Caribbean Spanish

In the Caribbean and coastal areas of Latin America, and in some cases in southern Spain, Spanish is used differently. The Caribbean dialect zone covers island territories of Cuba, Dominican Republic and Puerto Rico, as well as the coastal areas of Venezuela, northern Colombia and eastern Panama.

In the seventeenth and eighteenth centuries, the accent in Seville and other cities in Andalusia, in Southern Spain, began to change. Speakers began to drop the final "s" on words. The settlers and traders of southern Spain and from Canary Islands took this dialect with them to the Caribbean and other coastal areas.

The differences with Castilian in Middle and Northern Spain manifest in the tendency to nasalize vowels, particularly when these are adjacent to a nasal consonant and in extreme consonantal weakening, provided by the realization of /s/ in syllable-final position. Thus modification to [h], elision and assimilation to a following consonant are common. Elision and assimilation carry a social stigma in some circles, but the phenomenon is common except in the most educated speech styles. Confusion of [l] and [r] is also common. For example, pronunciation of verdad like veldad; and intervocalic [d] is often modified to [r], like in cuidado.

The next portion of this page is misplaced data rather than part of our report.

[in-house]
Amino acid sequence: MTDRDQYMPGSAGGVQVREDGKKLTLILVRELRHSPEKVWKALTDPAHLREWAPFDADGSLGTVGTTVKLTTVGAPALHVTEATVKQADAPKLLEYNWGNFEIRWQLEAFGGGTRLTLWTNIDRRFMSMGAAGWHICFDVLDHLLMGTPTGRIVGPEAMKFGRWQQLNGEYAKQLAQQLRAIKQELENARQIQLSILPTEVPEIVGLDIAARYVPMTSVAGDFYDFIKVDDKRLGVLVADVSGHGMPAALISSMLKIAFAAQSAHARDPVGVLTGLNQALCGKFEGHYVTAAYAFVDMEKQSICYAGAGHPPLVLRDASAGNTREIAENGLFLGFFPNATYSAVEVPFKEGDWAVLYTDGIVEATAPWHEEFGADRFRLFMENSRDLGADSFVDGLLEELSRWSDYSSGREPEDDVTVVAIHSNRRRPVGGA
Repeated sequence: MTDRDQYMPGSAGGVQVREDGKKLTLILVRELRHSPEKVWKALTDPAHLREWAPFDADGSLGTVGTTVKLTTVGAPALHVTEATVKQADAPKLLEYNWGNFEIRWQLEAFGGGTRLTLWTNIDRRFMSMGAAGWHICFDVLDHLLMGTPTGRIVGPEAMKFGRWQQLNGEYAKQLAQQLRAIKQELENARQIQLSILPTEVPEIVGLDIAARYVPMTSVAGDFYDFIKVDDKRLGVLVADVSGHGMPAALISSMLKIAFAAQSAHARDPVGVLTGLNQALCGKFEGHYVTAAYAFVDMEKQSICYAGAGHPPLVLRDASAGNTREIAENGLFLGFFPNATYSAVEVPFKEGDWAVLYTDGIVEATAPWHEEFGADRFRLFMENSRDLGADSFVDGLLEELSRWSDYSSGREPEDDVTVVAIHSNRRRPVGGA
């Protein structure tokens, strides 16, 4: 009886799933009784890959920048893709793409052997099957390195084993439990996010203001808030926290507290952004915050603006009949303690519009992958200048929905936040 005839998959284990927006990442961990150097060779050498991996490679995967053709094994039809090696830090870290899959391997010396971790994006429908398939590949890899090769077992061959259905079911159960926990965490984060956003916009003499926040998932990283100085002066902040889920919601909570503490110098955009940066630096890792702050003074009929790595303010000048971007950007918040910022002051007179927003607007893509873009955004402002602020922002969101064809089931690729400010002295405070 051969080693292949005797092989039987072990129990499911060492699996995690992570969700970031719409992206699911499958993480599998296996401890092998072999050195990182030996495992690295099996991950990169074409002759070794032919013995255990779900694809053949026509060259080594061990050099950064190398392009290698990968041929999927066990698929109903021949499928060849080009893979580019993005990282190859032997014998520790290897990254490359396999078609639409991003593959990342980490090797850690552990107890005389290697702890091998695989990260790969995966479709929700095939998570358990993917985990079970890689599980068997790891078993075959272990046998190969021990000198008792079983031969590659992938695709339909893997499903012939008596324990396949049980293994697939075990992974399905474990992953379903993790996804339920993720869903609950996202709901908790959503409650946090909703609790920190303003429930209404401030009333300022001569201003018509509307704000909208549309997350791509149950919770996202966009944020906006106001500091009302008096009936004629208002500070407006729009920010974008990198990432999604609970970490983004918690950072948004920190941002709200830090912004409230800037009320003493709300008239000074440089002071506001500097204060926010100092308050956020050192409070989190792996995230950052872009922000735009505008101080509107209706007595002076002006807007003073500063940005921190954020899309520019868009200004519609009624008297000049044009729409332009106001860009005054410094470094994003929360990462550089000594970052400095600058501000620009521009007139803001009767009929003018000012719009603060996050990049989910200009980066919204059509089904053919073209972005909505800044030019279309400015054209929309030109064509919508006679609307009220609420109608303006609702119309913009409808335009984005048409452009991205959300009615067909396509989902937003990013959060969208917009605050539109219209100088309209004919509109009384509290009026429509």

Syntax differences are exemplified in placing subject pronouns before an infinitive, as in para yo comerlo ‘for me to eat it’, antes de yo llegar a mi pueblo ‘before I arrive to my town’. This construction is common also in the Canary Islands in Spain. Secondly, non-inversion is normal in qu-questions when the subject NP is a pronoun: ¿Qué tú necesitas? ‘What do you need?’ ¿Cómo usted se llama? ‘What is your name?’.

Words associated with Caribbean areas include: amarrado ‘stingy’, bacilar ‘to party’, bituta ‘food’, cambur ‘banana’, chiva ‘small bus’, chombo ‘Afro-Caribbean’, chucho ‘light switch’, cocoro ‘black person’, fulo ‘blond’, furuminga ‘crowd’, guajiro ‘peasant’, hico ‘hammock string’, jagüey (type of tree), maraca ‘rattle’, regalía ‘cinch’, túbano ‘cigar’.<

Today Caribbean Spanish is characterized by its relative informality, rapid pace, and dropping of "s" sounds, allowing people to talk more quickly.